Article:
Coping Challenge: Find a substitute

Solution: Do what I did with the positive emotions that scared and overwhelmed me until I got used to them.  Then let the negativity go instead of keeping it as part of my life.

What does that mean: I use a Tibetan meditation practice called Mara to help me sort out my overwhelming feelings and fear when nothing else works.  This practice is something I learned from reading Pema Chodron’s books and listening to her audio books.

During my last Mara meditation, I realized that I was afraid to let the negative feelings out because they might turn me into a monster like my parents or the other perpetrators.  But after the session, those negative feelings didn’t seem so scary.  And the only person I hurt by keeping these feelings inside was myself.

So I’m embracing the hate.

Then I’m letting it go.

Because hatred, violence, pain, meanness, and hurt don’t have a place in my life anymore.

Will I still experience negativity and negative feelings? YES

Will I still experience violence, pain, meanness, hatred, and hurt?  YES

Will that negativity continue to define my life?  I sincerely hope not.

How will I work through this?  One moment at a time with lots of support from loved ones.

Thanks for reading

Recovery: the internal litmus test

Background

How do you feel on the inside?

That question is what my therapist asks me whenever I question a choice, action, or reaction to a triggering event/experience.  She calls it my internal litmus test.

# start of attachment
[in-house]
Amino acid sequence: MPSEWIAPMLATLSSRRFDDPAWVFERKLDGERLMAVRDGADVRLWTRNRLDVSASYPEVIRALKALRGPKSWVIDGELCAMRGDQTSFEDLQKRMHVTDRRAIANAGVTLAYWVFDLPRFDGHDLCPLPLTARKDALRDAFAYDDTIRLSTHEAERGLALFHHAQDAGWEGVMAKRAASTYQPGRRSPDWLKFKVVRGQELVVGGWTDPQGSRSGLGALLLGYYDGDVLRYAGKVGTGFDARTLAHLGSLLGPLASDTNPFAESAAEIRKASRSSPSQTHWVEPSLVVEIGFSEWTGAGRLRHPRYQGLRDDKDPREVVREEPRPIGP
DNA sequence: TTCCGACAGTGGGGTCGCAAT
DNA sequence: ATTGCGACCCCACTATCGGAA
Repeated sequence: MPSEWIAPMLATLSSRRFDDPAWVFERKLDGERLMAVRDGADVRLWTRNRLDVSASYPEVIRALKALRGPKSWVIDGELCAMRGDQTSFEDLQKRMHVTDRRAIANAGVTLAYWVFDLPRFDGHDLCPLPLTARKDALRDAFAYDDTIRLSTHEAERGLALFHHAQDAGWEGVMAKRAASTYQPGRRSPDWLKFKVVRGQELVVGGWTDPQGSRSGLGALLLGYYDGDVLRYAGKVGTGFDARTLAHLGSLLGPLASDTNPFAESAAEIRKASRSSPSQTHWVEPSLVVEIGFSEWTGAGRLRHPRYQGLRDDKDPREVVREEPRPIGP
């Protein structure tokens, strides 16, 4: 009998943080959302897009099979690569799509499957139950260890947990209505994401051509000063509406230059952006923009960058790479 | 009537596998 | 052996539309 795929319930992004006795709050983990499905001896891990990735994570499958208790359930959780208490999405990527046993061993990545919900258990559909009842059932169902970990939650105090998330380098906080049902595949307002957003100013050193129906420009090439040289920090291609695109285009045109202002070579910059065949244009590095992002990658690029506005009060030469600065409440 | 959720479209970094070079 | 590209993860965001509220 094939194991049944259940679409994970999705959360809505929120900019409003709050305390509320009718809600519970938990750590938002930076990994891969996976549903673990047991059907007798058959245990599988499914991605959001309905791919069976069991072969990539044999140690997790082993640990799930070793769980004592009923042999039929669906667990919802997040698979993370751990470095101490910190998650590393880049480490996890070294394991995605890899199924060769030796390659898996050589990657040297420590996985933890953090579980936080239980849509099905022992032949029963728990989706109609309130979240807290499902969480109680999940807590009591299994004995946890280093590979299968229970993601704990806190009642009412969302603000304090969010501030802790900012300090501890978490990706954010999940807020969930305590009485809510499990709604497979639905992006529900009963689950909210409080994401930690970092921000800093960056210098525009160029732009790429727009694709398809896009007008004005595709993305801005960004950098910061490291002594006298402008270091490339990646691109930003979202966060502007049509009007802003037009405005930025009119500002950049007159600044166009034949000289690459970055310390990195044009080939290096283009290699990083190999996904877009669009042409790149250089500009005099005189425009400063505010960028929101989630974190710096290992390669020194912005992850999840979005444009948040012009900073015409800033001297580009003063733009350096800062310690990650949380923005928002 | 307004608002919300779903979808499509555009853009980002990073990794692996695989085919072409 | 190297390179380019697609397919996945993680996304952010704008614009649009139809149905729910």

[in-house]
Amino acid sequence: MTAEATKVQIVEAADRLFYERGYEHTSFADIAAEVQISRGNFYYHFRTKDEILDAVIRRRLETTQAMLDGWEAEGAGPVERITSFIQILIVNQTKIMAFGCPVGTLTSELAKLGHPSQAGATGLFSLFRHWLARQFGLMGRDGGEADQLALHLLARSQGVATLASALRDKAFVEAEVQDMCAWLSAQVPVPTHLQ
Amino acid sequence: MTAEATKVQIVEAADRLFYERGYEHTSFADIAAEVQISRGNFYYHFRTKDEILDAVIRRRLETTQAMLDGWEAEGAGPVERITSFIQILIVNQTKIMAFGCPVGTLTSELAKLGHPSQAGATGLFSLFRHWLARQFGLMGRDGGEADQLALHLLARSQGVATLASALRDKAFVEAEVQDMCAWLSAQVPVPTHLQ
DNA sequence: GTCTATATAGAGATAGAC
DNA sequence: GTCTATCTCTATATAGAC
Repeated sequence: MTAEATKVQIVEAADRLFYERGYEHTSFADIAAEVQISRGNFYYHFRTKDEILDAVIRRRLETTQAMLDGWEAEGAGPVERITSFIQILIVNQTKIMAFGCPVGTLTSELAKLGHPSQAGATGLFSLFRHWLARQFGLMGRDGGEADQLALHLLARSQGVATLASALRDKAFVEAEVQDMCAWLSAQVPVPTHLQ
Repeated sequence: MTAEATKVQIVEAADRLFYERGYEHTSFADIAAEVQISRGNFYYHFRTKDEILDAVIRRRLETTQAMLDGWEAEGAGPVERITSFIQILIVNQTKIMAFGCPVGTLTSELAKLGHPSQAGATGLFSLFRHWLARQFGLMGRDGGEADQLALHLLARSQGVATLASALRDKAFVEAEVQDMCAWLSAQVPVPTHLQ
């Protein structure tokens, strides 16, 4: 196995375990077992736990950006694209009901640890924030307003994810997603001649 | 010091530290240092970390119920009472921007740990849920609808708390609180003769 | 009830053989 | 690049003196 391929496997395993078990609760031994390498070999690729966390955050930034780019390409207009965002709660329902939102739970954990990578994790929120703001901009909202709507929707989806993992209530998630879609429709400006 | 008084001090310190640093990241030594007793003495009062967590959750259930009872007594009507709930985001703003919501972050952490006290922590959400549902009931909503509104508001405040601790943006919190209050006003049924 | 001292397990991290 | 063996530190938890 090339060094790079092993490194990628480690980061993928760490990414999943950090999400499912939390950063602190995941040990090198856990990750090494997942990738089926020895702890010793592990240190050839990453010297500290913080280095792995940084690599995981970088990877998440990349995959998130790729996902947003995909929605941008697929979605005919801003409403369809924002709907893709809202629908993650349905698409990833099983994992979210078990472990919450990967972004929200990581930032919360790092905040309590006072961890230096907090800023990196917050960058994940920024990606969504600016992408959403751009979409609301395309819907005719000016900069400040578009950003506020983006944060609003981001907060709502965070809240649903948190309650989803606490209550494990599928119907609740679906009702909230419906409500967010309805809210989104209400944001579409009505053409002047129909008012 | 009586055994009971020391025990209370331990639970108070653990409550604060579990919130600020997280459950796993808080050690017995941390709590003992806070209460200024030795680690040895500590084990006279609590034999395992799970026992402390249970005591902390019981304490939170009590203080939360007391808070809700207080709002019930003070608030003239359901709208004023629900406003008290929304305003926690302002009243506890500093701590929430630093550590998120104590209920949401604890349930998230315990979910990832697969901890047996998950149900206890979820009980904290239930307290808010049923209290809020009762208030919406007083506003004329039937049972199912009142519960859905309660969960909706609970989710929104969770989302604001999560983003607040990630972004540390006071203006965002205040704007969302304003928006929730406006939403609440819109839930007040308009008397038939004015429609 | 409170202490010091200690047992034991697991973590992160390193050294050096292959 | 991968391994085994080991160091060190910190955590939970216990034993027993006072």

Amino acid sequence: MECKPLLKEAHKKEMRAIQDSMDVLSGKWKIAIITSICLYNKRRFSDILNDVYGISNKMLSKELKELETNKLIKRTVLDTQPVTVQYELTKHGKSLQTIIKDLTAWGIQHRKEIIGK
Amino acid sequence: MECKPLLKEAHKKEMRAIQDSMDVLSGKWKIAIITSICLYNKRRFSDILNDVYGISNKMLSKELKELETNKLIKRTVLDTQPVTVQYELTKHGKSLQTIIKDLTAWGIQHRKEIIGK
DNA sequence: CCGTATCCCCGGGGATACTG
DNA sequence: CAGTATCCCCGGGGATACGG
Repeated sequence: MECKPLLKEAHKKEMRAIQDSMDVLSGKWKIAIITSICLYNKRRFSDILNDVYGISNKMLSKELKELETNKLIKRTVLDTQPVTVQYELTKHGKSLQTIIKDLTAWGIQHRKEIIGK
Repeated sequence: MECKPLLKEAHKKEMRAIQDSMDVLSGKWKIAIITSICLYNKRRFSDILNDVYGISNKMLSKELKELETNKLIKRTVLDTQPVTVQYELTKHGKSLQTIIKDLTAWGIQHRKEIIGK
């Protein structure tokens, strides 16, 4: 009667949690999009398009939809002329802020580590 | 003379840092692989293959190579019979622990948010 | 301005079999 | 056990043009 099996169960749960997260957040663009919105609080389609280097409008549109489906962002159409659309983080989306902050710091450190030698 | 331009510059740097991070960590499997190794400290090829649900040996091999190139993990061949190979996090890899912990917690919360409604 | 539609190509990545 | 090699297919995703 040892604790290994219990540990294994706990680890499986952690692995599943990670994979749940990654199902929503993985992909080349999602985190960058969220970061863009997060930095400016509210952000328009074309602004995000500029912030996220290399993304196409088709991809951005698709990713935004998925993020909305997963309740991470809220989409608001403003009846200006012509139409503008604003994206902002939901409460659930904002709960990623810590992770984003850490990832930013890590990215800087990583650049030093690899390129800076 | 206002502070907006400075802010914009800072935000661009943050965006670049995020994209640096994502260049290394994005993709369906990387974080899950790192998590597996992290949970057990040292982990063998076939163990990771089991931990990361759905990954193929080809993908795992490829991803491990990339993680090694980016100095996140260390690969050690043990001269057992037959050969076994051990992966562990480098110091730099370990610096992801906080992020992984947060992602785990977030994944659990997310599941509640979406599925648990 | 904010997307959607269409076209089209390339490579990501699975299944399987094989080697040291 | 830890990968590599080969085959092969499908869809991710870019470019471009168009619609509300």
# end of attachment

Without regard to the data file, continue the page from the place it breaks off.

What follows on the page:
The first time she asked me this question, I was so shocked that my voice dried up.  My brain stopped.  Everything blanked out, and she had to bring me back with grounding questions and comments.  Then she explained how the test worked: if I feel happy and positive about my choice on the inside, it was the right one; if I feel unsure or uncomfortable, the choice could be a mistake and something to learn from; if I feel bad, angry, negative, guilty, etc., it was not the correct choice.

I felt awful about my choice the first time she asked me that question.  As we discussed the whys in session, I started to understand what felt wrong and how to fix the mistake.  No matter my answer, though, the test always works.

The Good

This test helped me work on the following topics:

  • Stop and Think objectively
  • Get perspective
  • Trust my instincts
  • Learn from my mistakes
  • Make alternative plans to correct mistakes